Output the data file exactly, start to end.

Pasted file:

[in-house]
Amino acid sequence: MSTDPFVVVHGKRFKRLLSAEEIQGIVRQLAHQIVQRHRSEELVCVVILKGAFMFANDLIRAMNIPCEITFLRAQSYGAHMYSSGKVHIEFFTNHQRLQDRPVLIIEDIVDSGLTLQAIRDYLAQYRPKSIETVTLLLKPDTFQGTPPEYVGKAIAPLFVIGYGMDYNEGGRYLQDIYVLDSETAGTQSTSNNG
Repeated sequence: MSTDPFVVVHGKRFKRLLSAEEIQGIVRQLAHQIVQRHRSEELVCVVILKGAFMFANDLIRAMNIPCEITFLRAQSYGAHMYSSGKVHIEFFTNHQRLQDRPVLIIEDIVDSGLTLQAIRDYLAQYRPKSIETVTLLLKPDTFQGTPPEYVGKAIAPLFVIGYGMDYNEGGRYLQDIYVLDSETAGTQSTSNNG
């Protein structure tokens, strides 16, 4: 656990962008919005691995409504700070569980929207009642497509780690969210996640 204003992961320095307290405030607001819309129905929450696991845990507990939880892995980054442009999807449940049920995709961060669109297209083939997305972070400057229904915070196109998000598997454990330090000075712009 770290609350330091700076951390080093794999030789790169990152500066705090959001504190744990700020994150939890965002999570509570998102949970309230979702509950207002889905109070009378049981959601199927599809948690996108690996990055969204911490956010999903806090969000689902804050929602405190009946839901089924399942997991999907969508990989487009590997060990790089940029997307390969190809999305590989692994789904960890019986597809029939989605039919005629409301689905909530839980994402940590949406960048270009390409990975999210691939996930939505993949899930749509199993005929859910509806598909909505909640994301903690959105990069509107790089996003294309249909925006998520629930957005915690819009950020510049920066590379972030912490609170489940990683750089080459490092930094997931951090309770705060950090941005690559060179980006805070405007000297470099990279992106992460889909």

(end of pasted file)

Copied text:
[in-house]
Amino acid sequence: MSTDPFVVVHGKRFKRLLSAEEIQGIVRQLAHQIVQRHRSEELVCVVILKGAFMFANDLIRAMNIPCEITFLRAQSYGAHMYSSGKVHIEFFTNHQRLQDRPVLIIEDIVDSGLTLQAIRDYLAQYRPKSIETVTLLLKPDTFQGTPPEYVGKAIAPLFVIGYGMDYNEGGRYLQDIYVLDSETAGTQSTSNNG
Repeated sequence: MSTDPFVVVHGKRFKRLLSAEEIQGIVRQLAHQIVQRHRSEELVCVVILKGAFMFANDLIRAMNIPCEITFLRAQSYGAHMYSSGKVHIEFFTNHQRLQDRPVLIIEDIVDSGLTLQAIRDYLAQYRPKSIETVTLLLKPDTFQGTPPEYVGKAIAPLFVIGYGMDYNEGGRYLQDIYVLDSETAGTQSTSNNG
């Protein structure tokens, strides 16, 4: 656990962008919005691995409504700070569980929207009642497509780690969210996640 204003992961320095307290405030607001819309129905929450696991845990507990939880892995980054442009999807449940049920995709961060669109297209083939997305972070400057229904915070196109998000598997454990330090000075712009 770290609350330091700076951390080093794999030789790169990152500066705090959001504190744990700020994150939890965002999570509570998102949970309230979702509950207002889905109070009378049981959601199927599809948690996108690996990055969204911490956010999903806090969000689902804050929602405190009946839901089924399942997991999907969508990989487009590997060990790089940029997307390969190809999305590989692994789904960890019986597809029939989605039919005629409301689905909530839980994402940590949406960048270009390409990975999210691939996930939505993949899930749509199993005929859910509806598909909505909640994301903690959105990069509107790089996003294309249909925006998520629930957005915690819009950020510049920066590379972030912490609170489940990683750089080459490092930094997931951090309770705060950090941005690559060179980006805070405007000297470099990279992106992460889909």